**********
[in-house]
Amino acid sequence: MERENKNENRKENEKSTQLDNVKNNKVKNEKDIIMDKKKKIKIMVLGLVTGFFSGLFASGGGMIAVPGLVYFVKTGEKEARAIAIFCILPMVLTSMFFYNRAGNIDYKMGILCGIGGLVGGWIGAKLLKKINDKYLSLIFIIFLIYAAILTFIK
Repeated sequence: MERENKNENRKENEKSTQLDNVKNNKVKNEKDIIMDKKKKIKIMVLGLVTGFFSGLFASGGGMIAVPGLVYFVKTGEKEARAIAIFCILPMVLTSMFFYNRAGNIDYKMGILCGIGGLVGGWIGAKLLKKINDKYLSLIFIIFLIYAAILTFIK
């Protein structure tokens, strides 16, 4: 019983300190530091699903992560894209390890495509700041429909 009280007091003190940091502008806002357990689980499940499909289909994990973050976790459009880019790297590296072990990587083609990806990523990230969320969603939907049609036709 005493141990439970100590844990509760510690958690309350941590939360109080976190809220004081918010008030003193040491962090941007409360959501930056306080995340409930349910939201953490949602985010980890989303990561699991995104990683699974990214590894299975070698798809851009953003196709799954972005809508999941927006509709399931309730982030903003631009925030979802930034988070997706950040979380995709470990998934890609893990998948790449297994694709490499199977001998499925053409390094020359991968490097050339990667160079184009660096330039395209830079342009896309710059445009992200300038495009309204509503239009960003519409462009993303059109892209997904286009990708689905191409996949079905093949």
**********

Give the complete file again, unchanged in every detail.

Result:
[in-house]
Amino acid sequence: MERENKNENRKENEKSTQLDNVKNNKVKNEKDIIMDKKKKIKIMVLGLVTGFFSGLFASGGGMIAVPGLVYFVKTGEKEARAIAIFCILPMVLTSMFFYNRAGNIDYKMGILCGIGGLVGGWIGAKLLKKINDKYLSLIFIIFLIYAAILTFIK
Repeated sequence: MERENKNENRKENEKSTQLDNVKNNKVKNEKDIIMDKKKKIKIMVLGLVTGFFSGLFASGGGMIAVPGLVYFVKTGEKEARAIAIFCILPMVLTSMFFYNRAGNIDYKMGILCGIGGLVGGWIGAKLLKKINDKYLSLIFIIFLIYAAILTFIK
């Protein structure tokens, strides 16, 4: 019983300190530091699903992560894209390890495509700041429909 009280007091003190940091502008806002357990689980499940499909289909994990973050976790459009880019790297590296072990990587083609990806990523990230969320969603939907049609036709 005493141990439970100590844990509760510690958690309350941590939360109080976190809220004081918010008030003193040491962090941007409360959501930056306080995340409930349910939201953490949602985010980890989303990561699991995104990683699974990214590894299975070698798809851009953003196709799954972005809508999941927006509709399931309730982030903003631009925030979802930034988070997706950040979380995709470990998934890609893990998948790449297994694709490499199977001998499925053409390094020359991968490097050339990667160079184009660096330039395209830079342009896309710059445009992200300038495009309204509503239009960003519409462009993303059109892209997904286009990708689905191409996949079905093949």